5. Goldspan Dragon

Goldspan Dragon

Purely as a 4/4 hasty flyer, Goldspan Dragon is a respectable threat. There are plenty of Dragons with similar stats who have done great work in Constructed formats, their other abilities notwithstanding – but Goldspan Dragon’s ability to generate absurd amounts of mana very quickly indeed separates it from the pack. Best with blue as its support color, Goldspan Dragon allows you to defend it the turn it’s played by allowing you to cast Negate or other defensive spells and fend off removal spells, and that’s not even taking into account the silly things you can do by netting mana with one-mana targeted spells. It’s no secret: Goldspan Dragon is really good. 

4. Bootleggers’ Stash

Bootleggers' Stash

People are going crazy for this card, and it makes a lot of sense as to why. In EDH, the absurd things you can do with Bootleggers’ Stash are difficult to properly enumerate. In sacrifice decks, it gives you a ton of sacrifice triggers every time you spend mana. In big mana ramp decks, it allows you to stockpile your mana for those huge Genesis Waves. In any weird green-based artifact deck, you get a renewable source of “free” artifacts. In any other green decks, it’s just… a really good card. I’d get your copies now, because this card’s price isn’t going anywhere but up. 

3. Ragavan, Nimble Pilferer

Ragavan, Nimble Pilferer

Speaking of prices going up, allow me to introduce you to Ragavan, Nimble Pilferer. This card still hovers at around $80, and is a Modern staple that doesn’t seem to be slowing down in popularity. Played in everything from Murktide Regent to GDS to Omnath to Jund, Ragavan is absolutely everywhere you look in Modern. Providing extra mana, extra cards and a sometimes-hasty 2/1 attacker, Ragavan does an extraordinary amount for what is, at the end of the day, a fancy Savannah Lions. We’ve come a long way from Jackal Pup!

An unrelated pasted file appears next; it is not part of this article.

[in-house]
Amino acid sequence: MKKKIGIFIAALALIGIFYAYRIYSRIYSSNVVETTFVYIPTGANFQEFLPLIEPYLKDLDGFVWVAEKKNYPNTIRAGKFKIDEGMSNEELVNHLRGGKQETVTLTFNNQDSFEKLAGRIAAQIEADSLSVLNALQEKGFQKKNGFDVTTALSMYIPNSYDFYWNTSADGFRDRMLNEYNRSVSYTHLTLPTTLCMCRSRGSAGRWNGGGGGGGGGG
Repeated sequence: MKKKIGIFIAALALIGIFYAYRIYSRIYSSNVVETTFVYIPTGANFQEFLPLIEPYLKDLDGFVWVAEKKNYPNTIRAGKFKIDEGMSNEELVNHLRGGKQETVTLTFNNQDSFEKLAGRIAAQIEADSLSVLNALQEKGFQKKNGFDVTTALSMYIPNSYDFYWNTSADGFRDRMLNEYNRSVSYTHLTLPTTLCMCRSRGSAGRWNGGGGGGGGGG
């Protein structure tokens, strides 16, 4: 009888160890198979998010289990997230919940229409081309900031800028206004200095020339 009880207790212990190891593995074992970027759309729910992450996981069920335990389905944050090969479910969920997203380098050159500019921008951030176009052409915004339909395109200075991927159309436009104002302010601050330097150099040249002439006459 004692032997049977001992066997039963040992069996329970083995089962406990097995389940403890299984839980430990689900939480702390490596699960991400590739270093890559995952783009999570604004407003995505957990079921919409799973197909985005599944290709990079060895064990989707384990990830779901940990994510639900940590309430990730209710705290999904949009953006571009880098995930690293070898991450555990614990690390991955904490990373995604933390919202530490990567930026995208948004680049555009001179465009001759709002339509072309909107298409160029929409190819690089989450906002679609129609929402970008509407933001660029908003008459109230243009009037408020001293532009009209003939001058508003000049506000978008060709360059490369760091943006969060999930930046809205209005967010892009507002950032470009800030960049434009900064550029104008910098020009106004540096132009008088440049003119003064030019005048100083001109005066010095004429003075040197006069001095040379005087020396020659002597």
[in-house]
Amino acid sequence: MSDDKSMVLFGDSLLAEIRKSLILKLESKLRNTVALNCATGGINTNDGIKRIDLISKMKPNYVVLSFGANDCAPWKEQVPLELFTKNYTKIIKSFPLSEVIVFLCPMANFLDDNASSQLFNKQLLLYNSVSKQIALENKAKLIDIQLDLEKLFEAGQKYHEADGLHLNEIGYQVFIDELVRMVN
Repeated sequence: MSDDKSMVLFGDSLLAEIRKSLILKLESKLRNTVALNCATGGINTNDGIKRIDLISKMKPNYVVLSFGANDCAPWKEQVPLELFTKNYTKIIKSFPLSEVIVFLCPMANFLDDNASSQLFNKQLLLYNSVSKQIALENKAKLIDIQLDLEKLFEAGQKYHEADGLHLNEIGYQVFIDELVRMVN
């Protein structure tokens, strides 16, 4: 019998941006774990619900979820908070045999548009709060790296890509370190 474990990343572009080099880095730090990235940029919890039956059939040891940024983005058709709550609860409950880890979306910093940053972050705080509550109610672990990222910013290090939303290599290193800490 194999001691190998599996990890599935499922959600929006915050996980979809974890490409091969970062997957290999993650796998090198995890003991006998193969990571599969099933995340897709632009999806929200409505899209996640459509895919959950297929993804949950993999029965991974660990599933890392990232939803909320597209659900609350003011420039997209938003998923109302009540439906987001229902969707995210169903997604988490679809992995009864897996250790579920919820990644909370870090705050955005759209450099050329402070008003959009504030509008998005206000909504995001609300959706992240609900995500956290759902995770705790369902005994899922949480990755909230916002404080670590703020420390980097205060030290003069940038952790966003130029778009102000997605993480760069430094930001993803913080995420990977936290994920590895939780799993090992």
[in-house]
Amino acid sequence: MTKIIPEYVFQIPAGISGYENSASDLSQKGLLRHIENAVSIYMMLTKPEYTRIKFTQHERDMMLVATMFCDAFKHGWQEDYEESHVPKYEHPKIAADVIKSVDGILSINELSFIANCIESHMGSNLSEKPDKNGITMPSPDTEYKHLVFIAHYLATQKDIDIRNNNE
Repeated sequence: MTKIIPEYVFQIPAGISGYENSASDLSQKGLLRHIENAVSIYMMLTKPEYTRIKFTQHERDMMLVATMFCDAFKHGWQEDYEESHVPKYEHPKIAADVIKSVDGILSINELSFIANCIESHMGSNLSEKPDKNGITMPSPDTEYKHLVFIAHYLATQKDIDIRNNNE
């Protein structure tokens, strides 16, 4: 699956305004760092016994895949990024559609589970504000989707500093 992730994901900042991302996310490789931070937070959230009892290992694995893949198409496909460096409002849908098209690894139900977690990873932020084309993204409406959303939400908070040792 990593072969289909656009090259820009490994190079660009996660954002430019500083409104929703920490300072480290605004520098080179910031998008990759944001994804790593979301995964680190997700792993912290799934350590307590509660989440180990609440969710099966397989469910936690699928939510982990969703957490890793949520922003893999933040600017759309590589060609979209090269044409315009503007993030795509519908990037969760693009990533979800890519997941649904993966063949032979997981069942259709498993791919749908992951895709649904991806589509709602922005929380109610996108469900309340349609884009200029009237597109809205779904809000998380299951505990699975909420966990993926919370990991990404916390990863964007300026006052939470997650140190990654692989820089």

2. Smothering Tithe

Smothering Tithe

It’s difficult to play a white deck in EDH that doesn’t run Smothering Tithe. “Pay for Rhystic Study?” has been joined by “pay for Tithe?” as another one of those phrases you hear all-too-often at the EDH table (along with “wait, who’s turn is it?” and “hang on, let me count my mana again…”). What felt like little more than a boring, bulk rare to many when drafting Ravnica Allegiance has become an EDH format staple worth around $50. I wish I hadn’t got rid of all my copies when it was a tenth of the price!

1. Dockside Extortionist

Dockside Extortionist

When it comes to Treasure production, however, nothing comes close to Dockside Extortionist. Many EDH players are clamoring for it to be banned, and with good reason – it’s unusual for this card to create less mana than it cost, and if you can blink or recur it in any way, you’ll very quickly be drowning in more mana than you know what to do with. This card would probably still be powerful at five mana, let alone two, and as far as I’m concerned remains the single most powerful Treasure producer ever printed.